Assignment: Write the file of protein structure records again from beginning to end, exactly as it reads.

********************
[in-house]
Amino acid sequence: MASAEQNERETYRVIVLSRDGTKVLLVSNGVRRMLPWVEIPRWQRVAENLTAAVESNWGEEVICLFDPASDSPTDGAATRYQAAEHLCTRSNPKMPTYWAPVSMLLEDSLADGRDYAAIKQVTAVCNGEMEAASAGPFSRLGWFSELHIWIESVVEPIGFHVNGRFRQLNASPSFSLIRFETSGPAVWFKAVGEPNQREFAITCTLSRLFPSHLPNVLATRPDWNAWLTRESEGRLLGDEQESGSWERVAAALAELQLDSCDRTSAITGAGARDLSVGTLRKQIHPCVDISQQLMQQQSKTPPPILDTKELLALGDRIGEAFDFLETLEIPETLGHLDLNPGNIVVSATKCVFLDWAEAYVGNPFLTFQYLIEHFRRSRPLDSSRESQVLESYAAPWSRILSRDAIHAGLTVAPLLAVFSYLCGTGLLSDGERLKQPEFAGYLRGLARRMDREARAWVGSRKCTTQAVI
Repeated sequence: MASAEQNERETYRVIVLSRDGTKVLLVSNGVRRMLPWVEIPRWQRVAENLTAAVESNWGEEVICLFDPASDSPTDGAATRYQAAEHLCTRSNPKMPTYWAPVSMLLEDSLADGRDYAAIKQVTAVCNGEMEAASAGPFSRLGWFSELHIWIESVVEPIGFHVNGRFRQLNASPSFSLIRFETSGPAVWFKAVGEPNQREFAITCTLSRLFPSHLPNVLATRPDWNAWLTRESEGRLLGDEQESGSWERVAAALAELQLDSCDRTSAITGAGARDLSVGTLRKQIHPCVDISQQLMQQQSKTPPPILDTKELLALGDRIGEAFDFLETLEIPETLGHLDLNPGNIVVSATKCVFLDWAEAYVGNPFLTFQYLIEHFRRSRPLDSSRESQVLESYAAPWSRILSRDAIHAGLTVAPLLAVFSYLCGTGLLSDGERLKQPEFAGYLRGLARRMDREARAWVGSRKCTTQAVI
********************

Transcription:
[in-house]
Amino acid sequence: MASAEQNERETYRVIVLSRDGTKVLLVSNGVRRMLPWVEIPRWQRVAENLTAAVESNWGEEVICLFDPASDSPTDGAATRYQAAEHLCTRSNPKMPTYWAPVSMLLEDSLADGRDYAAIKQVTAVCNGEMEAASAGPFSRLGWFSELHIWIESVVEPIGFHVNGRFRQLNASPSFSLIRFETSGPAVWFKAVGEPNQREFAITCTLSRLFPSHLPNVLATRPDWNAWLTRESEGRLLGDEQESGSWERVAAALAELQLDSCDRTSAITGAGARDLSVGTLRKQIHPCVDISQQLMQQQSKTPPPILDTKELLALGDRIGEAFDFLETLEIPETLGHLDLNPGNIVVSATKCVFLDWAEAYVGNPFLTFQYLIEHFRRSRPLDSSRESQVLESYAAPWSRILSRDAIHAGLTVAPLLAVFSYLCGTGLLSDGERLKQPEFAGYLRGLARRMDREARAWVGSRKCTTQAVI
Repeated sequence: MASAEQNERETYRVIVLSRDGTKVLLVSNGVRRMLPWVEIPRWQRVAENLTAAVESNWGEEVICLFDPASDSPTDGAATRYQAAEHLCTRSNPKMPTYWAPVSMLLEDSLADGRDYAAIKQVTAVCNGEMEAASAGPFSRLGWFSELHIWIESVVEPIGFHVNGRFRQLNASPSFSLIRFETSGPAVWFKAVGEPNQREFAITCTLSRLFPSHLPNVLATRPDWNAWLTRESEGRLLGDEQESGSWERVAAALAELQLDSCDRTSAITGAGARDLSVGTLRKQIHPCVDISQQLMQQQSKTPPPILDTKELLALGDRIGEAFDFLETLEIPETLGHLDLNPGNIVVSATKCVFLDWAEAYVGNPFLTFQYLIEHFRRSRPLDSSRESQVLESYAAPWSRILSRDAIHAGLTVAPLLAVFSYLCGTGLLSDGERLKQPEFAGYLRGLARRMDREARAWVGSRKCTTQAVI